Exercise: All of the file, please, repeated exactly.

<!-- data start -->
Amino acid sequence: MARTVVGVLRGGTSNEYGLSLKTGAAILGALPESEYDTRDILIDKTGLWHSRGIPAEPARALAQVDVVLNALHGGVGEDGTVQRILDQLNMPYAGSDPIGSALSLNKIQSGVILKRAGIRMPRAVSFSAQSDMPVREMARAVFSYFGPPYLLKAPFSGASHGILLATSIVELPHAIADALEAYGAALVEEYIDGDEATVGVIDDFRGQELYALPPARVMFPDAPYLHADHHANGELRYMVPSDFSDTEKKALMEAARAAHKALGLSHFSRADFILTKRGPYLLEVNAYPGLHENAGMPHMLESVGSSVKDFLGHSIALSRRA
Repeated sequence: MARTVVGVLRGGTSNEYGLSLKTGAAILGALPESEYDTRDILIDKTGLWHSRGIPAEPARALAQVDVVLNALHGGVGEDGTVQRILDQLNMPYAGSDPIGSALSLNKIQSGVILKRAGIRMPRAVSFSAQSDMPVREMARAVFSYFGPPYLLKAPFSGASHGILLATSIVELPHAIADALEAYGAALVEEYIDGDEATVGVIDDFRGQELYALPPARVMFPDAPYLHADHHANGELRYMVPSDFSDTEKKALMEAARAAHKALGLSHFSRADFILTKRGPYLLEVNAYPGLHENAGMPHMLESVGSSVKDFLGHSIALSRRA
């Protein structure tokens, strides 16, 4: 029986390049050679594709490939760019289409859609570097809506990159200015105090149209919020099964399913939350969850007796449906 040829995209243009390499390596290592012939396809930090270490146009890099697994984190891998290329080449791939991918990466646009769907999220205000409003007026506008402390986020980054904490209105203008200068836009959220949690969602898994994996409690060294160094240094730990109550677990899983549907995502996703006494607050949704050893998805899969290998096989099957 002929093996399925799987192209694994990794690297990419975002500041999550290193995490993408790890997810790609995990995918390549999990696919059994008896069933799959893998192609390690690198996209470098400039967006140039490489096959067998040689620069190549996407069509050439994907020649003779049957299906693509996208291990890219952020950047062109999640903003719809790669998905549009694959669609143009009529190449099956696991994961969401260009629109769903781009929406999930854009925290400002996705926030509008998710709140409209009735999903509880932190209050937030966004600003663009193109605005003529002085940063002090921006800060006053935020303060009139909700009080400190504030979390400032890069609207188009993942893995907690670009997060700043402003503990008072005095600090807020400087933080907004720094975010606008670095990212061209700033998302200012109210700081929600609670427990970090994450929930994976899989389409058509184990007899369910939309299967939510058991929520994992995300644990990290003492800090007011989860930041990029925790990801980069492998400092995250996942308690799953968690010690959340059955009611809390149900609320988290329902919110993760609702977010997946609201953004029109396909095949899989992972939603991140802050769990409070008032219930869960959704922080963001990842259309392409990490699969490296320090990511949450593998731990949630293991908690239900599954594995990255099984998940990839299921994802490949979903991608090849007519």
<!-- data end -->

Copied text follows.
Amino acid sequence: MARTVVGVLRGGTSNEYGLSLKTGAAILGALPESEYDTRDILIDKTGLWHSRGIPAEPARALAQVDVVLNALHGGVGEDGTVQRILDQLNMPYAGSDPIGSALSLNKIQSGVILKRAGIRMPRAVSFSAQSDMPVREMARAVFSYFGPPYLLKAPFSGASHGILLATSIVELPHAIADALEAYGAALVEEYIDGDEATVGVIDDFRGQELYALPPARVMFPDAPYLHADHHANGELRYMVPSDFSDTEKKALMEAARAAHKALGLSHFSRADFILTKRGPYLLEVNAYPGLHENAGMPHMLESVGSSVKDFLGHSIALSRRA
Repeated sequence: MARTVVGVLRGGTSNEYGLSLKTGAAILGALPESEYDTRDILIDKTGLWHSRGIPAEPARALAQVDVVLNALHGGVGEDGTVQRILDQLNMPYAGSDPIGSALSLNKIQSGVILKRAGIRMPRAVSFSAQSDMPVREMARAVFSYFGPPYLLKAPFSGASHGILLATSIVELPHAIADALEAYGAALVEEYIDGDEATVGVIDDFRGQELYALPPARVMFPDAPYLHADHHANGELRYMVPSDFSDTEKKALMEAARAAHKALGLSHFSRADFILTKRGPYLLEVNAYPGLHENAGMPHMLESVGSSVKDFLGHSIALSRRA
């Protein structure tokens, strides 16, 4: 029986390049050679594709490939760019289409859609570097809506990159200015105090149209919020099964399913939350969850007796449906 040829995209243009390499390596290592012939396809930090270490146009890099697994984190891998290329080449791939991918990466646009769907999220205000409003007026506008402390986020980054904490209105203008200068836009959220949690969602898994994996409690060294160094240094730990109550677990899983549907995502996703006494607050949704050893998805899969290998096989099957 002929093996399925799987192209694994990794690297990419975002500041999550290193995490993408790890997810790609995990995918390549999990696919059994008896069933799959893998192609390690690198996209470098400039967006140039490489096959067998040689620069190549996407069509050439994907020649003779049957299906693509996208291990890219952020950047062109999640903003719809790669998905549009694959669609143009009529190449099956696991994961969401260009629109769903781009929406999930854009925290400002996705926030509008998710709140409209009735999903509880932190209050937030966004600003663009193109605005003529002085940063002090921006800060006053935020303060009139909700009080400190504030979390400032890069609207188009993942893995907690670009997060700043402003503990008072005095600090807020400087933080907004720094975010606008670095990212061209700033998302200012109210700081929600609670427990970090994450929930994976899989389409058509184990007899369910939309299967939510058991929520994992995300644990990290003492800090007011989860930041990029925790990801980069492998400092995250996942308690799953968690010690959340059955009611809390149900609320988290329902919110993760609702977010997946609201953004029109396909095949899989992972939603991140802050769990409070008032219930869960959704922080963001990842259309392409990490699969490296320090990511949450593998731990949630293991908690239900599954594995990255099984998940990839299921994802490949979903991608090849007519």